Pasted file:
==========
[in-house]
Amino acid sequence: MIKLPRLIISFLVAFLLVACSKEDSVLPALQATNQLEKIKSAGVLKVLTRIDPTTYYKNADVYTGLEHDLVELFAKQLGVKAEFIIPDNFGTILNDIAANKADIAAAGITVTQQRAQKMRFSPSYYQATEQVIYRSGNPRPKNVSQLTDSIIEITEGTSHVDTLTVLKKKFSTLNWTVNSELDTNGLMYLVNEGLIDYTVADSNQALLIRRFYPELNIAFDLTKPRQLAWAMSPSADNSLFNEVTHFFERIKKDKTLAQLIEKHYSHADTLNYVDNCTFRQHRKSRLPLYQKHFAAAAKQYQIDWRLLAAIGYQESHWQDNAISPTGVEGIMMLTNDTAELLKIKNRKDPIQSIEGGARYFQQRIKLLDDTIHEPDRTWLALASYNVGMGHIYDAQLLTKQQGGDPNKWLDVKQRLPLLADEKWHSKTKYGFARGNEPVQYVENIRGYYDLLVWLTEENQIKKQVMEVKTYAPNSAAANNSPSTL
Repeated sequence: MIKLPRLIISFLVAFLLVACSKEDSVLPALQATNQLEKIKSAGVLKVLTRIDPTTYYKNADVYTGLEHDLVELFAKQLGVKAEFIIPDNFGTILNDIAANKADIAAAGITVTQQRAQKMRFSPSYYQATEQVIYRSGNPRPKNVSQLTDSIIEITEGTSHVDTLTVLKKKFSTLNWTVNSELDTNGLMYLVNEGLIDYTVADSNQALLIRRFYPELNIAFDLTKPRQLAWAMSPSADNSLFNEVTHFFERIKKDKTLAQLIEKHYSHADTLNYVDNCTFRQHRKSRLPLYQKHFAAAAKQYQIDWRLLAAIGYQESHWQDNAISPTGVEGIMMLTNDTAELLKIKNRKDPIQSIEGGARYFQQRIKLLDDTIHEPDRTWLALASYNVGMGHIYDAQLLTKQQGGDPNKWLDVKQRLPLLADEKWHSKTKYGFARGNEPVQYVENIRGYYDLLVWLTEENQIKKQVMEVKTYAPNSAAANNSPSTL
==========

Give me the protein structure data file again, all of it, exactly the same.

[in-house]
Amino acid sequence: MIKLPRLIISFLVAFLLVACSKEDSVLPALQATNQLEKIKSAGVLKVLTRIDPTTYYKNADVYTGLEHDLVELFAKQLGVKAEFIIPDNFGTILNDIAANKADIAAAGITVTQQRAQKMRFSPSYYQATEQVIYRSGNPRPKNVSQLTDSIIEITEGTSHVDTLTVLKKKFSTLNWTVNSELDTNGLMYLVNEGLIDYTVADSNQALLIRRFYPELNIAFDLTKPRQLAWAMSPSADNSLFNEVTHFFERIKKDKTLAQLIEKHYSHADTLNYVDNCTFRQHRKSRLPLYQKHFAAAAKQYQIDWRLLAAIGYQESHWQDNAISPTGVEGIMMLTNDTAELLKIKNRKDPIQSIEGGARYFQQRIKLLDDTIHEPDRTWLALASYNVGMGHIYDAQLLTKQQGGDPNKWLDVKQRLPLLADEKWHSKTKYGFARGNEPVQYVENIRGYYDLLVWLTEENQIKKQVMEVKTYAPNSAAANNSPSTL
Repeated sequence: MIKLPRLIISFLVAFLLVACSKEDSVLPALQATNQLEKIKSAGVLKVLTRIDPTTYYKNADVYTGLEHDLVELFAKQLGVKAEFIIPDNFGTILNDIAANKADIAAAGITVTQQRAQKMRFSPSYYQATEQVIYRSGNPRPKNVSQLTDSIIEITEGTSHVDTLTVLKKKFSTLNWTVNSELDTNGLMYLVNEGLIDYTVADSNQALLIRRFYPELNIAFDLTKPRQLAWAMSPSADNSLFNEVTHFFERIKKDKTLAQLIEKHYSHADTLNYVDNCTFRQHRKSRLPLYQKHFAAAAKQYQIDWRLLAAIGYQESHWQDNAISPTGVEGIMMLTNDTAELLKIKNRKDPIQSIEGGARYFQQRIKLLDDTIHEPDRTWLALASYNVGMGHIYDAQLLTKQQGGDPNKWLDVKQRLPLLADEKWHSKTKYGFARGNEPVQYVENIRGYYDLLVWLTEENQIKKQVMEVKTYAPNSAAANNSPSTL